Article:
Shabham arrived from a rural village 13 years ago, where being an educated, self-sufficient girl is not only undesirable, it is shameful for the family.

"They think she will just talk back and do whatever she likes and won’t be obedient. My [extended] family in the village is constantly asking if my parents have found a husband for me because younger relatives are already married," said Shabham.

With great difficulty, Shabham was able to persuade her parents to let her finish high school. But after graduation, her father said "no more." Low-quality public education and her family’s financial situation only prepared her for low-paying jobs. Furthermore, her father and brothers had instilled in her such a fear of the outside world - under the guise of keeping her safe - that, "I was really scared talking to people and would break down and cry," said Shabham. "I always needed company if I went out anywhere."

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FAT's new and improved technology center.

Overwhelmed with the boredom of sitting at home day after day watching TV, Shabham was feeling pretty hopeless until a friend told her to go to our grantee partner, Feminist Approach to Technology (FAT), for a six-month free course in computers.

Though India is ripe recruiting territory for tech companies, only 21 percent of IT industry workers are women. Of those, few reach decision-making positions. This is one of the reasons the Global Fund prioritizes tech funding for women's groups like FAT.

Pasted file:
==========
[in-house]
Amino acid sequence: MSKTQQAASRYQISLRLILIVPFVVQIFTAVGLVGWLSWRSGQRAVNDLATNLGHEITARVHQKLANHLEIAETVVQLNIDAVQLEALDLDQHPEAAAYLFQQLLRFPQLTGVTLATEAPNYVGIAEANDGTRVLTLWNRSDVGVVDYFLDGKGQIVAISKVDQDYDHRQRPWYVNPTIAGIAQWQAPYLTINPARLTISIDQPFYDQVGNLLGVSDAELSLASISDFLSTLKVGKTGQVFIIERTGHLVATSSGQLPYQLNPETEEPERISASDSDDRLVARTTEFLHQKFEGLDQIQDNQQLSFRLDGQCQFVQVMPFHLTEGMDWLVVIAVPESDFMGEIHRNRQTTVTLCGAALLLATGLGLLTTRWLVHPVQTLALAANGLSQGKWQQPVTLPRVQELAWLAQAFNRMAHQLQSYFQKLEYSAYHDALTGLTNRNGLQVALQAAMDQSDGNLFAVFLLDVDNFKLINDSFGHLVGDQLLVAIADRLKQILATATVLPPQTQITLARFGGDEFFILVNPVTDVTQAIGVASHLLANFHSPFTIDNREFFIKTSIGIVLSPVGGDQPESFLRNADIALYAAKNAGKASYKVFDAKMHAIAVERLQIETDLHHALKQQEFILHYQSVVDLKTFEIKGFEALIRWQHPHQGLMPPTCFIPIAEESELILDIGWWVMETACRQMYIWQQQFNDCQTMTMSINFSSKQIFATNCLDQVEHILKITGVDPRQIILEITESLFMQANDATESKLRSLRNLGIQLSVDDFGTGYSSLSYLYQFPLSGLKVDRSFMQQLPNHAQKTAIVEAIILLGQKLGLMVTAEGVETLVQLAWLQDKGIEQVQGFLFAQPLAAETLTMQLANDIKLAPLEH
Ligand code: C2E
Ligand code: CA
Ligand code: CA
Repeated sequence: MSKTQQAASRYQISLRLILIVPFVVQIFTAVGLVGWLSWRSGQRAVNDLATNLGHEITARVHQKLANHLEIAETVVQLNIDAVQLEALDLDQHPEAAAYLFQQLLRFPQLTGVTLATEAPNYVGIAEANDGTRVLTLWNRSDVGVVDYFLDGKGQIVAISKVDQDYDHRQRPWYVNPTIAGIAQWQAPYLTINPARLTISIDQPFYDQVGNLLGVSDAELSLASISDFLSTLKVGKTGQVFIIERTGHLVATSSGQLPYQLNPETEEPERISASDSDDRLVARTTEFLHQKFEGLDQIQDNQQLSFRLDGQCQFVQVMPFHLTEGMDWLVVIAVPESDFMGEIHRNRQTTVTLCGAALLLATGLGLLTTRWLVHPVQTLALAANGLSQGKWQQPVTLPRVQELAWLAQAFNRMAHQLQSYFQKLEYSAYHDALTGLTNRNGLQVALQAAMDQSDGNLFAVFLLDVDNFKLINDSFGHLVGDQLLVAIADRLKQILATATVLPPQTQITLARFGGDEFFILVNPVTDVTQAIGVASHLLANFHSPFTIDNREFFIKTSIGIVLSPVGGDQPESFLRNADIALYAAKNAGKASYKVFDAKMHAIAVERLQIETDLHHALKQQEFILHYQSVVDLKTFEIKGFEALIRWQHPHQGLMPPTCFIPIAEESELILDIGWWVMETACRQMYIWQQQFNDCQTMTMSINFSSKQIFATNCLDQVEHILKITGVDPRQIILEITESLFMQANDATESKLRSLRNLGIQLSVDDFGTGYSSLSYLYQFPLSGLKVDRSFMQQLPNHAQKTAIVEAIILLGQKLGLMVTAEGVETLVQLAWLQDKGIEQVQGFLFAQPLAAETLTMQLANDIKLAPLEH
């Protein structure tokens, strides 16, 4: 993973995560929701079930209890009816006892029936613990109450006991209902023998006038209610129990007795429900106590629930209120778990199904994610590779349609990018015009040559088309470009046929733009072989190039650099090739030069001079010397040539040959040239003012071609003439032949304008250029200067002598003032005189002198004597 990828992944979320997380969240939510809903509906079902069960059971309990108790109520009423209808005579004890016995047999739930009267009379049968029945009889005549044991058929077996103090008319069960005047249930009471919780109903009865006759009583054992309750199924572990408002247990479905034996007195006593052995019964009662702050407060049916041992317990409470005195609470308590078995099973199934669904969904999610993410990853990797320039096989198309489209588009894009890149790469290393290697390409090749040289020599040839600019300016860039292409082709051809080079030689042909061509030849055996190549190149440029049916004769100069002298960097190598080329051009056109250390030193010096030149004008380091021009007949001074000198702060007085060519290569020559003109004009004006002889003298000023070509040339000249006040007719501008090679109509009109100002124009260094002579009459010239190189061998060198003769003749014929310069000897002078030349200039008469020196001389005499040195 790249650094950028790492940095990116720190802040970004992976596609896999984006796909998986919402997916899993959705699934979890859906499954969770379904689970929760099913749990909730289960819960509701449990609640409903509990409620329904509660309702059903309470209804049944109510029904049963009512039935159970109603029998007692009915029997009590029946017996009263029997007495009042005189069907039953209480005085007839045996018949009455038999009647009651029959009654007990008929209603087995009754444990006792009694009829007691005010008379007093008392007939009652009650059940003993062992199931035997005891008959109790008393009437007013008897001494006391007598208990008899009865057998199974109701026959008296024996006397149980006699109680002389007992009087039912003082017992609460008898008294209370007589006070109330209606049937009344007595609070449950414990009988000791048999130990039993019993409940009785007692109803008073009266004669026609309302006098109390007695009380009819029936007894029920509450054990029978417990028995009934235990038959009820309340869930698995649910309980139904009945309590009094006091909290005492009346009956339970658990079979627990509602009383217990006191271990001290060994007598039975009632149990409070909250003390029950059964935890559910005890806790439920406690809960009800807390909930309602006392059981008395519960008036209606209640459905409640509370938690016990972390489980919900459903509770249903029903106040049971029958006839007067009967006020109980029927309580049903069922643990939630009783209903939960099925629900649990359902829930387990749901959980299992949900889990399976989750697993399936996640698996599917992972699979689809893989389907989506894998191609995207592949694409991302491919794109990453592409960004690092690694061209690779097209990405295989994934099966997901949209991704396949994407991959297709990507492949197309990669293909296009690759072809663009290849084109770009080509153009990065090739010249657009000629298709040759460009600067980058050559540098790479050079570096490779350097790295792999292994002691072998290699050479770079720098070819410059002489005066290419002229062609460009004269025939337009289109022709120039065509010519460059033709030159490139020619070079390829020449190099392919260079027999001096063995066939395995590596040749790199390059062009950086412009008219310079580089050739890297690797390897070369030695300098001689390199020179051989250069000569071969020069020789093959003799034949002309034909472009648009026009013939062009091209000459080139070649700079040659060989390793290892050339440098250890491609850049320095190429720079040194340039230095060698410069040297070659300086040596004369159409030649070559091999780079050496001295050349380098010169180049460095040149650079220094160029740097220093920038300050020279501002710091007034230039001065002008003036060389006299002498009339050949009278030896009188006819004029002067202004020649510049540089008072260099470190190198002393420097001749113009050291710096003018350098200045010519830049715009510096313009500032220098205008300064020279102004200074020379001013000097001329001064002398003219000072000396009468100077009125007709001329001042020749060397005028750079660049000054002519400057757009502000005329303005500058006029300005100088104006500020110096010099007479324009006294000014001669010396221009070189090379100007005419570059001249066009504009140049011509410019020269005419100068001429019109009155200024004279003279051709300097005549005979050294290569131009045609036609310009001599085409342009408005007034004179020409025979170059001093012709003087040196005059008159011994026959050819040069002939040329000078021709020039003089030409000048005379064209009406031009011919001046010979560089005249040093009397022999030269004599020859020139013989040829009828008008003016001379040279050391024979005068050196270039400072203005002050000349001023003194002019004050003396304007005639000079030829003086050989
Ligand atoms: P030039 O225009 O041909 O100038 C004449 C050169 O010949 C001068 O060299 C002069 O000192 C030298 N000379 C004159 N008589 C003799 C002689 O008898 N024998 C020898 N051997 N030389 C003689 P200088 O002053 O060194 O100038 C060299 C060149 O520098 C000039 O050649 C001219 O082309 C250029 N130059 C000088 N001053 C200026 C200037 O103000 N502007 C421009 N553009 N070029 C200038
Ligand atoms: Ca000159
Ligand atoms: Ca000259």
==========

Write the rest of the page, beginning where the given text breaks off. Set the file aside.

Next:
Though Shabham had never used a computer before, she liked that FAT strives to empower marginalized and economically poor girls in Delhi by closing the technological divide between men and women.

"Technology is here to stay and not something we can fight against," commented FAT Executive Director Gayatri Buragohain. "Technology controls government and development, so women’s voices are hugely needed in technology, but their voice is not present."

After three months at FAT, Shabham’s life changed drastically—for the better. She applied to university and found a telecom position to pay her tuition. The intrepid spirit Shabham developed at FAT really shone when her father refused to sign her admission form to university. "I told him that when you come for the signature for the marriage document, I will deny in front of everyone and not sign."

With shrewd determination, Shabham is not only studying, she gets high praise from her father, who now brags about his child at university. As Shabham comes into her own she continues to visit the FAT technology center, which recently received a face-lift thanks to a Global Fund supporter, Craig Newmark.

"I want to be a role model and teach other girls for free. In my village the girl relatives are talking about me and saying, ‘Shabham finished 12th grade, so why can’t I?’ I want to help those girls who can’t come out of their house."


Through a partnership with the Nike Foundation’s Grassroots Girls Initiative (GGI), Global Fund for Women and other leading grantmaking organizations are empowering adolescent girls like Shabham to effect social change.

 

Remembering Marisela Escobedo Ortiz